[image description: Cartoon image with caption, "EMPATHY would this help?" In the image, a person is sitting on a street corner in tattered clothes with a hat in front in order to collect money. The person is holding a mirror in front of his/her/zir face in order for the person walking by to see his/her/zir own reflection. Thanks Axis of Logic.]

As a therapist I make a point to read articles and blogs by people from various backgrounds and perspectives. It is a practice that helps me develop my understanding and empathy for people with experiences outside my own reality. Theoretically, this will enhance my capacity to sit with any client who comes into my office. Ideally, understanding and listening to various perspectives and experiences will enable me to conduct sessions non-judgementally, regardless of any conglomeration of symptoms, complaints, behaviors, attitudes, and beliefs that a client presents. A couple of weeks ago, I read this article on why empathy won't save us in the fight against oppression. 

Here, Hari Ziyad (also quoted above) points out
But the belief that empathy can solve the world’s ills relies on the idea that we are all similar enough that someone else’s pain can be understood through the understanding of our own.

What happens when we do not understand our own pain? What happens when we really are different, and substantially so? What happens when those differences cannot be understood? Or, at least, what happens before those differences can be understood?

[image description: The Pain Measurement Scale, which is often used in doctor's offices. A scale of 0 (no pain) to 10 (worst pain imaginable) with correlating faces, smiling to miserably crying.]

[image description: The Pain Measurement Scale, which is often used in doctor's offices. A scale of 0 (no pain) to 10 (worst pain imaginable) with correlating faces, smiling to miserably crying.]

Hopefully, in this case, you can see a counselor who has exceptional practice in his/her/zir own pain and the capacity to be with someone else's pain without denying it, minimizing it, or judging it. Hopefully, you can find someone who will believe your pain, even if they do not comprehend it.

[image description: There are five lines of text that are all crossed out. They read "It's not that bad", "Just be happy", "Don't be sad", "You'll get over it", and "You're overreacting". The final line of text is clear: "I believe you."]

[image description: There are five lines of text that are all crossed out. They read "It's not that bad", "Just be happy", "Don't be sad", "You'll get over it", and "You're overreacting". The final line of text is clear: "I believe you."]

Whether you are a therapist, a therapist-in-training, a client in therapy, or a human interested in self-growth, empathy is a critical part of your ongoing emotional intelligence. It is also critical to continue to examine and challenge your assumptions, biases, fears, and internalized stigmas regarding who has value and what makes them valuable. As Michelle Alexander addresses is The New Jim Crow: Mass Incarceration in the Age of Colorblindness, which of your values and judgments justify legal, social, and economic boundaries between “us” and “them”? Remember that person you called to mind earlier, the one who elicited your aversion? This is when our empathy takes a back seat, no longer activating our mirror neurons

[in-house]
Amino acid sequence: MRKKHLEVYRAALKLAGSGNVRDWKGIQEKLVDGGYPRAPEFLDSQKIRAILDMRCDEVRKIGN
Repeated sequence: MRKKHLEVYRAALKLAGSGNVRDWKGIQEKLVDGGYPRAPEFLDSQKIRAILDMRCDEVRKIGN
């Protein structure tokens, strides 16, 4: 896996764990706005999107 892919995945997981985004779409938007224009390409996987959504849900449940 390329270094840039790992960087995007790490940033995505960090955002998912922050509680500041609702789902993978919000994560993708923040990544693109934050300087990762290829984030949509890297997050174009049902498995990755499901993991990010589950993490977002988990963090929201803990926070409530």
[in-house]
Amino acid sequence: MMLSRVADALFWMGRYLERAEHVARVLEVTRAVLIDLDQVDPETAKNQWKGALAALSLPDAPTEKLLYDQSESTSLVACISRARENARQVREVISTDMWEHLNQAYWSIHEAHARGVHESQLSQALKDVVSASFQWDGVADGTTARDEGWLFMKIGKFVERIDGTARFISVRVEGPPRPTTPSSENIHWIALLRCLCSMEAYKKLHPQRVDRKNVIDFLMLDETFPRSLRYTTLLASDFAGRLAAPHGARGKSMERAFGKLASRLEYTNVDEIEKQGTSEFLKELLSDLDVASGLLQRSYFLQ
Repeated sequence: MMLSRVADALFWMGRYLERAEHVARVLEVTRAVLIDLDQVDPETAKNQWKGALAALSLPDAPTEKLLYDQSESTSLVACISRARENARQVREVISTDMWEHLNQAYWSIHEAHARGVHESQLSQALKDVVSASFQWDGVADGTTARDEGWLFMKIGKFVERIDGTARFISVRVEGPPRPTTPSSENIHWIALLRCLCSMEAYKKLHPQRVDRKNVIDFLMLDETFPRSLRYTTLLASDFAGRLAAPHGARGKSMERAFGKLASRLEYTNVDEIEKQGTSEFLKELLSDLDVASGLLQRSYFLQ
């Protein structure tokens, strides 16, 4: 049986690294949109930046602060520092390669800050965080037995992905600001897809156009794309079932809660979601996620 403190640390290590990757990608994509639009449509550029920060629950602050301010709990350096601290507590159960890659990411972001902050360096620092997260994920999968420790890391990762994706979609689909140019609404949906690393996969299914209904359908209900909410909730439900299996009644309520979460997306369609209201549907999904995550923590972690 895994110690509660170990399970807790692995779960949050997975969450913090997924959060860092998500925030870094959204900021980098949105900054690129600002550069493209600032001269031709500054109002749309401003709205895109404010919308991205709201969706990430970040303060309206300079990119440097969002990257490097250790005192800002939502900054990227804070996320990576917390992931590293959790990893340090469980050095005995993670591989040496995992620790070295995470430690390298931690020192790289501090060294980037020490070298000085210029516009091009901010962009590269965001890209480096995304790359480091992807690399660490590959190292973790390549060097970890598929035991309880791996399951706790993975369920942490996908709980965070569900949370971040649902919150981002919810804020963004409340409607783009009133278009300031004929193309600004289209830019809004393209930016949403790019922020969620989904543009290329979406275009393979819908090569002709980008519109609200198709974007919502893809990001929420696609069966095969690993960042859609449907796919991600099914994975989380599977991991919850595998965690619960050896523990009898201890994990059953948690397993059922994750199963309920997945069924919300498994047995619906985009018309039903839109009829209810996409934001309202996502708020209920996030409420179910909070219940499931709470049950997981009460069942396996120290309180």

[image description: A graphic art image of two human shapes looking at each other. Inside their heads, there are blasts of color, representing neural activity. Some of those blasts of color (neural activity) are bridging the physical gap between the two people, representing mirror neurons. Thanks Psychology Today.]

[image description: A graphic art image of two human shapes looking at each other. Inside their heads, there are blasts of color, representing neural activity. Some of those blasts of color (neural activity) are bridging the physical gap between the two people, representing mirror neurons. Thanks Psychology Today.]

Luckily, mirror neurons are activated through consistent interaction and eye contact. Therapy, therefore, can be a be a new frontier for moving beyond empathy. When you are in a therapy office, sitting across from another human, you have a unique opportunity to engage with someone who is entirely similar and entirely different from you. Whether you are therapist or client, take this opportunity to breathe and to engage with the humanity in the person across from you. Regardless of the difference, confusion, frustration, joy, relief, and support that arises in the therapeutic relationship, return to the humanity in yourself and the person across from you again, and again. It is an art and a practice. Breathe, notice, and return.

*Note for clients: If your therapist does not have the capacity to stay present with your pain, especially if you identify with one or more marginalized identities, call them out and/or find a new therapist.
*Note for therapists: If your client identifies with one or more marginalized identities and expresses a lot of anger and pain, it is not personal. If it is too much for you, get supervision and/or refer them to another therapist.